It's looking like Gowalla, the Austin, Texas-based geosocial networking company, will be checking in at a whole new address: Facebook's offices in Palo Alto, Calif.
Last Wednesday, the Austin Business Journal speculated that Gowalla was looking for a buyer (no news there… Gowalla has struggled and by its own admission for quite a while now). Then CNN Money reported late Friday that Facebook was close to inking a deal to acquire the all-but-forgotten startup that was once destined to compete with Foursquare and SCVNGR for our geosocial and hyper-local activities.
Fast-forward to yesterday and Facebook finally gave its answer: The social network is hiring Gowalla co-founders Josh Williams and Scott Raymond, along with other members of the Gowalla team to work on Facebook's design and engineering teams.
For his part, Williams took to the Gowalla blog on Monday to announce that once they land at Facebook headquarters in California, he and his co-workers expect to be working on Timeline, Facebook's new personal profile format.
If you're unfamiliar with Timeline, that's because Facebook is embroiled in a legal dispute about it with Timelines.com. The latter company claims Facebook is in violation of its trademark for the term and its application online, a factor that has significantly delayed the launch of Facebook's own Timeline for all of its 800 million active users. If a deal can be worked out between Facebook and Timelines.com -- the assignment of Gowalla's talent to the Timeline team is a strong signal of that happening soon -- Facebook would seem to be in a strong position to launch Timeline and take on Foursquare, the current leader in the social check-in space.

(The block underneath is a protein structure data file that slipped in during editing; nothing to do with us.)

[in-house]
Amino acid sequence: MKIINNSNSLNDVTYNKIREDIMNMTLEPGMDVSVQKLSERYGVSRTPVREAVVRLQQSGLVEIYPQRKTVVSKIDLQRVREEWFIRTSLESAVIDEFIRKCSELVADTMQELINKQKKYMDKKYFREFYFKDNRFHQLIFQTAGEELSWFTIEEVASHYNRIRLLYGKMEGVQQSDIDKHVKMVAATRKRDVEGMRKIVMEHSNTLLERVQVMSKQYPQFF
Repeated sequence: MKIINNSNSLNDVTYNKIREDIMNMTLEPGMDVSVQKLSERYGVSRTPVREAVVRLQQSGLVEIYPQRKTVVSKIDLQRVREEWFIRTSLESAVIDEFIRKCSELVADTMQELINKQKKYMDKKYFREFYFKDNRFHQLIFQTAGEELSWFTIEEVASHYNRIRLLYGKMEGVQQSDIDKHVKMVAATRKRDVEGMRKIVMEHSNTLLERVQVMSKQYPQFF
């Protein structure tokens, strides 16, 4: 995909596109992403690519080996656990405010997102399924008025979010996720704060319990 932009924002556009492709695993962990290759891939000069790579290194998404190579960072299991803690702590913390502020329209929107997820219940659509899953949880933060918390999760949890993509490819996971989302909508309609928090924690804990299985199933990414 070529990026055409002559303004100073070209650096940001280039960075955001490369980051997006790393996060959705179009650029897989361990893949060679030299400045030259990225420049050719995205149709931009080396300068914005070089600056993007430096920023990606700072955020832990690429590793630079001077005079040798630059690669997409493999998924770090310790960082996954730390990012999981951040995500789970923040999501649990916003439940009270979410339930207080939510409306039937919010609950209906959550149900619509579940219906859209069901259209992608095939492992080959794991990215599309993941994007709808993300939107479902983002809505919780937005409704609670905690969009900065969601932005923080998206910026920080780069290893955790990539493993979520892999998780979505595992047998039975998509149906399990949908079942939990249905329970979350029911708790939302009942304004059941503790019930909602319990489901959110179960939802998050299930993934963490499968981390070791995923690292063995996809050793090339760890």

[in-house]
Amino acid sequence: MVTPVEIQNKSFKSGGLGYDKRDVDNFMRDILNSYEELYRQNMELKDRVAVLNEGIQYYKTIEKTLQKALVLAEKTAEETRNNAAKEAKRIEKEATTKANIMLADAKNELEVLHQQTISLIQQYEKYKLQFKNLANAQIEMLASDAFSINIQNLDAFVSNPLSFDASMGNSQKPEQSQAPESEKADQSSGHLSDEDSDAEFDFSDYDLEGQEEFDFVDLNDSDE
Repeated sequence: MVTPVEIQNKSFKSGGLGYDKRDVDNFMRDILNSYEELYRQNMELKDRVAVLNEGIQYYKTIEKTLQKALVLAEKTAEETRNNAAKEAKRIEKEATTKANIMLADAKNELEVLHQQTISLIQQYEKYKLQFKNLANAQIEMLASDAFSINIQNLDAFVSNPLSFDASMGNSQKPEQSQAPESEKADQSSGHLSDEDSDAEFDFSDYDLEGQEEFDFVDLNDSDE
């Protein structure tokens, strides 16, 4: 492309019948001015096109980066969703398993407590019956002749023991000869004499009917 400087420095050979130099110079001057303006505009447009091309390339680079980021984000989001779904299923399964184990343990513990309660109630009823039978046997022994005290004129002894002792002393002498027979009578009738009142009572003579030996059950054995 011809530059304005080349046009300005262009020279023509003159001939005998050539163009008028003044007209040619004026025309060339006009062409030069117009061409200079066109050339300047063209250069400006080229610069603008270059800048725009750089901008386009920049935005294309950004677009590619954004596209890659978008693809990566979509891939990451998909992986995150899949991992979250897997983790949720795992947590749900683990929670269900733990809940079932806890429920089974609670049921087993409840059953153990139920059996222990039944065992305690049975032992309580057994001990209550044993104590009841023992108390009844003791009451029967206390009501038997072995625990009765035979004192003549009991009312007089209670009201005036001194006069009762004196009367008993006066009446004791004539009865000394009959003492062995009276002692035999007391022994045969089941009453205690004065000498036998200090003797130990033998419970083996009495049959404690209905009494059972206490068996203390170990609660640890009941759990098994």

To be sure, this "AcquHire" by Facebook has absolutely nothing to do with picking up Gowalla's customers. Even Williams said Monday that Facebook is not acquiring his company's user data. It's all about harvesting talent that Facebook can immediately put to good use in the competition to gain a foothold in the hyper-local advertising space as well as evolve its own version of Timeline.
So what does that mean for you? Facebook could soon become an even bigger player in the social media realm. If its Timeline strategy pans out, your potential customers may wind up spending more of their time on the social network -- giving you added chances to capture their attention.
Further, shuttering Gowalla and importing its talent to Facebook could bring a level of sophistication that's sorely missing from Facebook's geo-location endeavors. When you consider the fact that there are currently more than 350 million users who connect to their Facebook accounts through a mobile device, that's a huge customer base for a Timeline platform aided by the talented engineers and designers from Gowalla. And that doesn't even take into account the 450 million Facebook users who don't have a Facebook app on their phone -- yet.
How do you think Facebook will change with the addition of Gowalla's staff? Leave a comment and let us know.